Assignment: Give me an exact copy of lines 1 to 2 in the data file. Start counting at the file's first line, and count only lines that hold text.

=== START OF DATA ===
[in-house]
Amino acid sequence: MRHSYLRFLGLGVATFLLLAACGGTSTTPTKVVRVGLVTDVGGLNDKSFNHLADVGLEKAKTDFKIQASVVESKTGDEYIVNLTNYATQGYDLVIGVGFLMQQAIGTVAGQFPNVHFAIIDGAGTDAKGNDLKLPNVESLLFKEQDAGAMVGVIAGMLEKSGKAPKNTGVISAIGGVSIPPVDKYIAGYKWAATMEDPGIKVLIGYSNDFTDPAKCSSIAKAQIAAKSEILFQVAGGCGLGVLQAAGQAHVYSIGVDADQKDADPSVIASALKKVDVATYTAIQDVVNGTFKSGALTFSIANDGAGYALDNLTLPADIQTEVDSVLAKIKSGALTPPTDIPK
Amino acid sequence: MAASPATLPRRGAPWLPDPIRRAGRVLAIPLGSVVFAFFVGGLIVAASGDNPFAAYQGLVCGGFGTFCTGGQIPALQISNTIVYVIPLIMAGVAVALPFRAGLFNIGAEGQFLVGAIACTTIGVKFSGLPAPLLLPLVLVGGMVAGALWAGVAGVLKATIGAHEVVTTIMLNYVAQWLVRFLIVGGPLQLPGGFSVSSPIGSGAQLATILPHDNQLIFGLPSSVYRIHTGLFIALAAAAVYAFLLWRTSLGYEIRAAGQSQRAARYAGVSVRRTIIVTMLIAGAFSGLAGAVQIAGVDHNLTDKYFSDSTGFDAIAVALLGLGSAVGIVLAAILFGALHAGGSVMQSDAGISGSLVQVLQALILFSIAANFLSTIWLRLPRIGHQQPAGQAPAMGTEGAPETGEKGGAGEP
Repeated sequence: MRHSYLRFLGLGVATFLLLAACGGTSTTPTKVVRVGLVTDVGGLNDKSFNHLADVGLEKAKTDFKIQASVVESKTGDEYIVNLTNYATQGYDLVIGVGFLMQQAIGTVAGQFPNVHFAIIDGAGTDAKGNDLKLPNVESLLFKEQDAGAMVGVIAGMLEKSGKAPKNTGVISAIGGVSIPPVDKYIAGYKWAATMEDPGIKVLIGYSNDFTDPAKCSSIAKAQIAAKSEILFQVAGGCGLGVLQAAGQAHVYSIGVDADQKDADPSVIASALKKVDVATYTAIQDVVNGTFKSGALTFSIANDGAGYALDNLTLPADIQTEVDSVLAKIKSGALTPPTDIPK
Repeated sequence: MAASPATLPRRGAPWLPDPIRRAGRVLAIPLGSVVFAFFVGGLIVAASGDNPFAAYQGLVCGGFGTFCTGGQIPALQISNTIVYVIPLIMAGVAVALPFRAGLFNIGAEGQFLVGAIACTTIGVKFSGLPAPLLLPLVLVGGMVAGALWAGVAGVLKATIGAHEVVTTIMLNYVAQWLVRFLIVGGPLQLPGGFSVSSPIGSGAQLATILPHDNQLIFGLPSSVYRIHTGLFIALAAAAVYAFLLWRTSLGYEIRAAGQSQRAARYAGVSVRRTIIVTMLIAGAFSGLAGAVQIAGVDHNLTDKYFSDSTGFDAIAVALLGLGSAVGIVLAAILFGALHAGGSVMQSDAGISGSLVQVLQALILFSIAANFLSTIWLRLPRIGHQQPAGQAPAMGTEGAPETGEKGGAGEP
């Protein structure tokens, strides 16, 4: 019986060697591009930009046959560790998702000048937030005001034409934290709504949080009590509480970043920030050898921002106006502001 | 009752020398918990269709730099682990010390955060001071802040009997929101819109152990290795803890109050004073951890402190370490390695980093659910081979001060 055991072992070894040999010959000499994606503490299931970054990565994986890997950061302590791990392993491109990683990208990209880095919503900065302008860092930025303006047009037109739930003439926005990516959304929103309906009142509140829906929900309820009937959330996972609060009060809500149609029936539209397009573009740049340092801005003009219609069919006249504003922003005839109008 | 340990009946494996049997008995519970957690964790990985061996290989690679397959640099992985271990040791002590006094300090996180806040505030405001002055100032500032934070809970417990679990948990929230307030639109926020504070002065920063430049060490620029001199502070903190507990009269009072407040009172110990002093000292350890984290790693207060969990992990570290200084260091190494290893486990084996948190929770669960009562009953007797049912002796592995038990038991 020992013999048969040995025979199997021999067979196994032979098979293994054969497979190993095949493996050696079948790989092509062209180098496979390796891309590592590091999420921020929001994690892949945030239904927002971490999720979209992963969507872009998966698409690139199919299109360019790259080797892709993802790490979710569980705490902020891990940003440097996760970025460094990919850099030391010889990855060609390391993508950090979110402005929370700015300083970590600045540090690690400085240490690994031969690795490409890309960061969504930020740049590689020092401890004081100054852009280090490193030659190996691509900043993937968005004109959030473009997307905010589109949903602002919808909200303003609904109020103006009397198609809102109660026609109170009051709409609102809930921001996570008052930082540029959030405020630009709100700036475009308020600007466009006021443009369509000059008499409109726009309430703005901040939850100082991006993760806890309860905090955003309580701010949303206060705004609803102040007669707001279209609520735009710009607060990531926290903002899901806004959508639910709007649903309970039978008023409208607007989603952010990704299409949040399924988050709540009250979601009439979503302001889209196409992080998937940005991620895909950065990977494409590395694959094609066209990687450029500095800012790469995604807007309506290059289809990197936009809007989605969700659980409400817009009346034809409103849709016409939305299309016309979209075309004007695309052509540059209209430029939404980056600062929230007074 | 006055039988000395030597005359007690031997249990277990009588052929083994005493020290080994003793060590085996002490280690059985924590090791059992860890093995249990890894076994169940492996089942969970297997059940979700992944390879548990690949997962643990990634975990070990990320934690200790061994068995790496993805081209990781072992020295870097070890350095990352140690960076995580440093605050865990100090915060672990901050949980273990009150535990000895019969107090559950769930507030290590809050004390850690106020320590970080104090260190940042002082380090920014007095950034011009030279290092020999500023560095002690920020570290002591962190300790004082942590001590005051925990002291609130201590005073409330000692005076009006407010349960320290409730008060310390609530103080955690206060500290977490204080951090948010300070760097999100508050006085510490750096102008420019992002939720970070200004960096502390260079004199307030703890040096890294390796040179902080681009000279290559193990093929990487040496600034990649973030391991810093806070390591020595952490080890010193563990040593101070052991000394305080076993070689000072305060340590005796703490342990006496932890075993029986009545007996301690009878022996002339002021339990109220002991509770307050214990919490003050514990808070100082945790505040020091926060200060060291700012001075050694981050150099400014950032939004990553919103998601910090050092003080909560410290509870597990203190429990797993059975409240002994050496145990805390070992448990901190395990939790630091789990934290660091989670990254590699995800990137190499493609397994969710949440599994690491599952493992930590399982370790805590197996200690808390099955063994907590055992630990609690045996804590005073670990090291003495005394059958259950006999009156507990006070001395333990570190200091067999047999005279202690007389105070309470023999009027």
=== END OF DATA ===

[in-house]
Amino acid sequence: MRHSYLRFLGLGVATFLLLAACGGTSTTPTKVVRVGLVTDVGGLNDKSFNHLADVGLEKAKTDFKIQASVVESKTGDEYIVNLTNYATQGYDLVIGVGFLMQQAIGTVAGQFPNVHFAIIDGAGTDAKGNDLKLPNVESLLFKEQDAGAMVGVIAGMLEKSGKAPKNTGVISAIGGVSIPPVDKYIAGYKWAATMEDPGIKVLIGYSNDFTDPAKCSSIAKAQIAAKSEILFQVAGGCGLGVLQAAGQAHVYSIGVDADQKDADPSVIASALKKVDVATYTAIQDVVNGTFKSGALTFSIANDGAGYALDNLTLPADIQTEVDSVLAKIKSGALTPPTDIPK